Wexler has a novel due out this year from Prime Books. The Fantastic Metropolis interview (conducted by the very excellent Rick Kleffel) says that it is called Circus of the Grand Design and that it was inspired by various stories by Angela Carter, in particular Nights at the Circus. This is a book I think I need to read. And probably you do too. But in the meantime see if you can get hold of a copy of In Springdale Town.
In Springdale Town– Robert Freeman Wexler – PS Pubishing - softcover
Best Novel (462 ballots): Paladin of Souls, Lois McMaster Bujold (Eos); Humans, Robert J. Sawyer (Tor Books); Ilium, Dan Simmons (Eos); Singularity Sky, Charles Stross (Ace Books); Blind Lake, Robert Charles Wilson (Tor Books).
Best Novella (215 ballots): "Walk in Silence", Catherine Asaro (Analog, April 2003); "The Empress of Mars", Kage Baker (Asimov's, July 2003); "The Green Leopard Plague", Walter Jon Williams (Asimov’s, Oct.–Nov. 2003); "Just Like the Ones We Used to Know", Connie Willis (Asimov’s, Dec. 2003); "The Cookie Monster", Vernor Vinge (Analog, Oct. 2003).
Best Novelette (243 ballots): "The Empire of Ice Cream", Jeffrey Ford (Sci Fiction, scifi.com, Feb. 2003); "Bernardo’s House", James Patrick Kelly (Asimov’s, June 2003); "Into the Gardens of Sweet Night", Jay Lake (Writers of the Future XIX, ed. Algis Budrys, Galaxy Press, 2003); "Hexagons", Robert Reed (Asimov’s, July 2003); "Nightfall", Charles Stross (Asimov’s, April 2003); "Legions in Time", Michael Swanwick (Asimov’s, April 2003).
Best Short Story (310 ballots): "Paying It Forward", Michael A. Burstein (Analog, Sept. 2003); "A Study in Emerald", Neil Gaiman (Shadows over Baker Street, ed. Michael Reaves & John Pelan, Del Rey, 2003); "Four Short Novels", Joe Haldeman (Fantasy & Science Fiction, Oct.–Nov. 2003); "The Tale of the Golden Eagle", David D. Levine (Fantasy & Science Fiction, June 2003); "Robots Don’t Cry", Mike Resnick (Asimov's, July 2003).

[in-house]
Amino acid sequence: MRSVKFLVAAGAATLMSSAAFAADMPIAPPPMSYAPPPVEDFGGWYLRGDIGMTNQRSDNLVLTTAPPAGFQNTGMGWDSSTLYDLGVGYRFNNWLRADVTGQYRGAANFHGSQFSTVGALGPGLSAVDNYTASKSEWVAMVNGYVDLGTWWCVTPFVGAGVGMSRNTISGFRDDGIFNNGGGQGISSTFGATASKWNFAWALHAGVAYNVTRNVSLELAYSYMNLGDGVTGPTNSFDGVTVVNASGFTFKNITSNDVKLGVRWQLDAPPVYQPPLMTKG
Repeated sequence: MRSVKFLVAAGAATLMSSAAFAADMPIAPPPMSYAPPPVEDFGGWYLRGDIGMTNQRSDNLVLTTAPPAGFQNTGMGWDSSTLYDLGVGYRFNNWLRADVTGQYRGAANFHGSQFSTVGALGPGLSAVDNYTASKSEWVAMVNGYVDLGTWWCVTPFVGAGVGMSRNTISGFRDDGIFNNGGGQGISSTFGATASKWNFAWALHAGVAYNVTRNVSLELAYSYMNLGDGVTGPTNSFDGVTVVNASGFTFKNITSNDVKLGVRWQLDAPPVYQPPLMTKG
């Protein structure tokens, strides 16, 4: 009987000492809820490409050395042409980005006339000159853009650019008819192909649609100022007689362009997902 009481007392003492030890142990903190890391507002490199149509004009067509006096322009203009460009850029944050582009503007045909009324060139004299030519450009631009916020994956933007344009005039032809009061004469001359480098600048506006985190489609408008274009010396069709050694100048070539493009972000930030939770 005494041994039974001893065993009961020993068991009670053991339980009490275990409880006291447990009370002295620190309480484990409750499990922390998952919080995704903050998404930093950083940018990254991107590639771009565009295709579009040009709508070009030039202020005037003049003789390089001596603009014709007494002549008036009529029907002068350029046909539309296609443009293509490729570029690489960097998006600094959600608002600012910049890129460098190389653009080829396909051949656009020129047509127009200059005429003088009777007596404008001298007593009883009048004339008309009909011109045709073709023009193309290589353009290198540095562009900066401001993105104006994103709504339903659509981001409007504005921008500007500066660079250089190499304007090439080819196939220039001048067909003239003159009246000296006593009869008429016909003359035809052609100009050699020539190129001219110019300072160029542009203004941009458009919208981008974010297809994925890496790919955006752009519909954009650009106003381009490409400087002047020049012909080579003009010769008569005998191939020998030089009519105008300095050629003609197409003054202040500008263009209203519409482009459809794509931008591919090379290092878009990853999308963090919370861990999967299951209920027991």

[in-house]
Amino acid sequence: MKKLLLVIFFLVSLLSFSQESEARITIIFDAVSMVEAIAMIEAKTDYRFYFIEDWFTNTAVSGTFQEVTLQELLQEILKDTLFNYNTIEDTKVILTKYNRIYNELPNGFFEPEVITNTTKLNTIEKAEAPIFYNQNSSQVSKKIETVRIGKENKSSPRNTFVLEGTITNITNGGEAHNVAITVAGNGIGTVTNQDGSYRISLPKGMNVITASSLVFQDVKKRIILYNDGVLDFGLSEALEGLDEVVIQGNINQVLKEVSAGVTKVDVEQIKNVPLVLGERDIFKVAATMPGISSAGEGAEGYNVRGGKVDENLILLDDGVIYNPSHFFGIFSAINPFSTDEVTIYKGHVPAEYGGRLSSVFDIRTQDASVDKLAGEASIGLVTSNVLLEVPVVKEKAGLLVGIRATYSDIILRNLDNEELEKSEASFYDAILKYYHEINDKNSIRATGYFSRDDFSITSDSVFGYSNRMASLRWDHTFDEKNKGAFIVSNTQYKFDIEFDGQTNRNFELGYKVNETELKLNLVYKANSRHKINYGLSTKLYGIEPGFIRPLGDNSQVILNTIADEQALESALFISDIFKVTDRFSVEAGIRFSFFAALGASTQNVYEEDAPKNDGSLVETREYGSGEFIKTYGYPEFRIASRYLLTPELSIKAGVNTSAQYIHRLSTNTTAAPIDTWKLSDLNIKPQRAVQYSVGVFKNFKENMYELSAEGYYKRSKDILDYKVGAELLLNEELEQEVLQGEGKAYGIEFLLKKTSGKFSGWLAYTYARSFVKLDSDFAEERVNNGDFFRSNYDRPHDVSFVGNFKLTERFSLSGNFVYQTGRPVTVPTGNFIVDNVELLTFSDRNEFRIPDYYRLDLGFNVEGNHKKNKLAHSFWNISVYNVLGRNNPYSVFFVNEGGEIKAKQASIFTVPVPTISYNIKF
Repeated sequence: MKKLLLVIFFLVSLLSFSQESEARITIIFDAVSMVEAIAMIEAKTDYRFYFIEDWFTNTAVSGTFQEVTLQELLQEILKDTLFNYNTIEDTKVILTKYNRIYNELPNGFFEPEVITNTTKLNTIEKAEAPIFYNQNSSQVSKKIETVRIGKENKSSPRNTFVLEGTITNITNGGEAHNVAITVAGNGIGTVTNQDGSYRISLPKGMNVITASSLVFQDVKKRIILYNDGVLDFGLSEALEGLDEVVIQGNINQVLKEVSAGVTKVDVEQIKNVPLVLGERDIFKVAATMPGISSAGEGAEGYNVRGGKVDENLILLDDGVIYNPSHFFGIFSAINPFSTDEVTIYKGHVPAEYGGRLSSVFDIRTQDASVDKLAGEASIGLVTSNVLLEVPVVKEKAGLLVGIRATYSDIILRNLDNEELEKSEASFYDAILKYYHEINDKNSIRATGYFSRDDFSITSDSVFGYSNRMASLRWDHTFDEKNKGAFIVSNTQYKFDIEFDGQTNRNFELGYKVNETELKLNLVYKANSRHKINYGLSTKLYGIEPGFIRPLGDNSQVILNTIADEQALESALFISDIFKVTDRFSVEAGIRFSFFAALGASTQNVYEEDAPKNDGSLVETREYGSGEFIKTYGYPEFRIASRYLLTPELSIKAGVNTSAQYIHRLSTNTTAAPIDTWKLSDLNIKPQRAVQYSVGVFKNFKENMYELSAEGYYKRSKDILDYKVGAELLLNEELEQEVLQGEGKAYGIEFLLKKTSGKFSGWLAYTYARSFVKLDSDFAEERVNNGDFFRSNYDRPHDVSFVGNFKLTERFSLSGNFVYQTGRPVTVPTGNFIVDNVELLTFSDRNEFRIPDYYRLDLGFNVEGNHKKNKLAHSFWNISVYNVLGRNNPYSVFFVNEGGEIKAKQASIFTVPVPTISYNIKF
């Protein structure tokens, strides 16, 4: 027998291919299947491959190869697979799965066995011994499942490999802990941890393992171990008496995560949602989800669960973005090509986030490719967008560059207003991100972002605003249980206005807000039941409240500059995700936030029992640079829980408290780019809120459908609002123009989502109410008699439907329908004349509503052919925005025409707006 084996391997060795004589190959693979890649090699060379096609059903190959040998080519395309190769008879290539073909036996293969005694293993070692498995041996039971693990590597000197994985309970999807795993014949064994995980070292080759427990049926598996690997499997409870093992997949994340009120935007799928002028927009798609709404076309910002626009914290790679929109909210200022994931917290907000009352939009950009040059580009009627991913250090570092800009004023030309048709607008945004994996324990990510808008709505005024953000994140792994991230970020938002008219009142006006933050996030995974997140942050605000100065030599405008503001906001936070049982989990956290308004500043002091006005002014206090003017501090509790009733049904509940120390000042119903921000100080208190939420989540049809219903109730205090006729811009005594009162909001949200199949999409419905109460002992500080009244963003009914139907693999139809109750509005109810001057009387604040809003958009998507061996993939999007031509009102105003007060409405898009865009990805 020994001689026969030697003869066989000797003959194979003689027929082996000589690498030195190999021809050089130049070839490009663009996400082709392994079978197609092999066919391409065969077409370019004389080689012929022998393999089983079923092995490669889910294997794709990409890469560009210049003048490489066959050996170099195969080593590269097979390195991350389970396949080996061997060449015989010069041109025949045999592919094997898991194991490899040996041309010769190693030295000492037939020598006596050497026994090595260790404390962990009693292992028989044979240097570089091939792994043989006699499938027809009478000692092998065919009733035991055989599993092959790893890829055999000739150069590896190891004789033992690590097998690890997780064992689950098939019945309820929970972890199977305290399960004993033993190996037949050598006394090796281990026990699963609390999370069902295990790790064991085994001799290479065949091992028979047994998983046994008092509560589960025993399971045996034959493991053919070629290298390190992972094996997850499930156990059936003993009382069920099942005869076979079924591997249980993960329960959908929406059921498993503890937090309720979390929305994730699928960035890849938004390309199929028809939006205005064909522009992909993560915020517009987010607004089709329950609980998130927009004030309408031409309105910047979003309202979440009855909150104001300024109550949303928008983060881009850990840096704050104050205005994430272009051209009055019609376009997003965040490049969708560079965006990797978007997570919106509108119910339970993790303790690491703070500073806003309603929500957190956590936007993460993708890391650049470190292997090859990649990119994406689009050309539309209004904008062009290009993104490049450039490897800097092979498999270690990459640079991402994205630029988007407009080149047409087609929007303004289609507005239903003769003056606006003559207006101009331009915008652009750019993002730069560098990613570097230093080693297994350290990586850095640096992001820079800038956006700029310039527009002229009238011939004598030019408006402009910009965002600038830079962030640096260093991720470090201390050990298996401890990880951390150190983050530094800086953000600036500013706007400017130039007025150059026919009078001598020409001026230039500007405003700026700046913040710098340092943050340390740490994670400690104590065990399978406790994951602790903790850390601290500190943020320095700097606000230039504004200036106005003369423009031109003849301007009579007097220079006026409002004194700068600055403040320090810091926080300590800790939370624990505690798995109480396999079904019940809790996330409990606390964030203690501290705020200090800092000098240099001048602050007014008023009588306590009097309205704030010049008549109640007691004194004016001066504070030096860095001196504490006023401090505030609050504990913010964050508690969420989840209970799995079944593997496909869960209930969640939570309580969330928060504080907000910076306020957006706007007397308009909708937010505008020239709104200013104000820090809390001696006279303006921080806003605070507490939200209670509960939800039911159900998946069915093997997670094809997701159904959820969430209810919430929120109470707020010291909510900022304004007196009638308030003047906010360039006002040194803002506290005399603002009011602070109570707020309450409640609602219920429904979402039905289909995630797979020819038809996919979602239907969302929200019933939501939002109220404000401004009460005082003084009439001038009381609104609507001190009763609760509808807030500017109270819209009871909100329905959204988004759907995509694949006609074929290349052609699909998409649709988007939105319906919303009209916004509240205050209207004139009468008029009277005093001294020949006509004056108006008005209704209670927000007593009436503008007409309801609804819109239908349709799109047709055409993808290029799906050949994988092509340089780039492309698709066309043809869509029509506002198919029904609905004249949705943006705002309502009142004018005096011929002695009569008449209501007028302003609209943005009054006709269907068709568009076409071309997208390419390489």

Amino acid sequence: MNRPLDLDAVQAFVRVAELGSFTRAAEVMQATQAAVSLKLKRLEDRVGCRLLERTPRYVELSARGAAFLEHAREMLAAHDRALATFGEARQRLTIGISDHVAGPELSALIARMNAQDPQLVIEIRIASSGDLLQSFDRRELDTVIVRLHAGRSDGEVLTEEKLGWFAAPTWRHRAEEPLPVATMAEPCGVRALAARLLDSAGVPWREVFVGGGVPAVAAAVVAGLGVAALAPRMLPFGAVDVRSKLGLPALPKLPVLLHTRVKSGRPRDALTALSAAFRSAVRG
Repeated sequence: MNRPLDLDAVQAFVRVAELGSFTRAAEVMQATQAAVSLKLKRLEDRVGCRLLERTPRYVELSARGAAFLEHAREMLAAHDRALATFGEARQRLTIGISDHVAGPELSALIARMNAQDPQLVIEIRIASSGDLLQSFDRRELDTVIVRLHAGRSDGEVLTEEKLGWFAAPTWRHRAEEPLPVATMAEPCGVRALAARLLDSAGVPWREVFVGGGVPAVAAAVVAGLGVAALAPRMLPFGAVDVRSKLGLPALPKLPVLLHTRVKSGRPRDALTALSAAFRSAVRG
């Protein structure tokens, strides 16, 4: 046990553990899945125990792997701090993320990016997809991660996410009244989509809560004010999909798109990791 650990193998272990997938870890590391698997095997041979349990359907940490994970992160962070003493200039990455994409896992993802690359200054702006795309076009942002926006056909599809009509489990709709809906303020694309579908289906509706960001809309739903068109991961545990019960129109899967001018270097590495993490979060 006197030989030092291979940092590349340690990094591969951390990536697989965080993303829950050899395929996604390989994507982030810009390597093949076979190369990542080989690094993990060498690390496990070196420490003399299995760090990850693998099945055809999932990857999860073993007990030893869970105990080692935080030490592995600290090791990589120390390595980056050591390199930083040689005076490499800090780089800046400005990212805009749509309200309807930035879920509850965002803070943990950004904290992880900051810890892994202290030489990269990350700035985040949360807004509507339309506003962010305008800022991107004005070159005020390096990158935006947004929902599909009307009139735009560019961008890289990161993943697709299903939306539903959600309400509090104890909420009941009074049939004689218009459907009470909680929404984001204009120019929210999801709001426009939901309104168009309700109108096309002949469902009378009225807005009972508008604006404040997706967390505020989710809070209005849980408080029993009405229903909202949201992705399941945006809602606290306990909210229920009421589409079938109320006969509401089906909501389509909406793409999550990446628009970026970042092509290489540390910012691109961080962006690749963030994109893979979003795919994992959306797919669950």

Best Related Book (243 ballots): Scores: Reviews 1993–2003, John Clute (Beccon Publications, 2003); Spectrum 10: The Best in Contemporary Fantastic Art, Cathy & Arnie Fenner (Underwood Books, 2003); The Chesley Awards for Science Fiction and Fantasy Art: A Retrospective, John Grant, Elizabeth L. Humphrey, & Pamela D. Scoville (Artist’s & Photographer’s Press Ltd., 2003); Dreamer of Dune: The Biography of Frank Herbert, Brian Herbert (Tor Books, 2003); The Thackery T. Lambshead Pocket Guide to Eccentric & Discredited Diseases, Jeff VanderMeer & Mark Roberts (Night Shade Books, 2003); Master Storyteller: An Illustrated Tour of the Fiction of L. Ron Hubbard, William J. Widder (Galaxy Press, 2003).
Best Dramatic Presentation — Long Form (363 ballots): 28 Days Later (DNA Films/Fox Searchlight). Directed by Danny Boyle; written by Alex Garland; Finding Nemo (Pixar/Walt Disney Pictures). Directed by Andrew Stanton & Lee Unkrich; screenplay by Andrew Stanton & Bob Peterson & David Reynolds; story by Andrew Stanton; The Lord of the Rings: The Return of the King (New Line Cinema). Directed by Peter Jackson; screenplay by Fran Walsh & Philippa Boyens & Peter Jackson; based on the novel by J.R.R. Tolkien; Pirates of the Caribbean: The Curse of the Black Pearl (Walt Disney Pictures). Directed by Gore Verbinski; screenplay by Ted Elliott & Terry Rossio; screen story by Ted Elliott & Terry Rossio and Stuart Beattie and Jay Wolpert; X2: X-Men United (20th Century Fox/Marvel). Directed by Bryan Singer; screenplay by Michael Dougherty & Dan Harris and David Hayter; story by Zak Penn and David Hayter & Bryan Singer.
Best Dramatic Presentation — Short Form (212 ballots): "Chosen", Buffy the Vampire Slayer (Mutant Enemy Inc./20th Century Fox). Written and directed by Joss Whedon; "Gollum's Acceptance Speech at the 2003 MTV Movie Awards" (Wingnut Films/New Line Cinema). Written and directed by Fran Walsh & Philippa Boyens & Peter Jackson; "Heart of Gold", Firefly (Mutant Enemy Inc./20th Century Fox). Directed by Thomas J. Wright; written by Brett Matthews; "The Message", Firefly (Mutant Enemy Inc./20th Century Fox). Directed by Tim Minear; written by Joss Whedon & Tim Minear; "Rosetta", Smallville (Tollin/Robbins Productions/Warner Brothers). Directed by James Marshall; written by Al Gough & Miles Millar.
Best Professional Editor (319 ballots): Ellen Datlow; Gardner Dozois; David Hartwell; Stanley Schmidt; Gordon Van Gelder.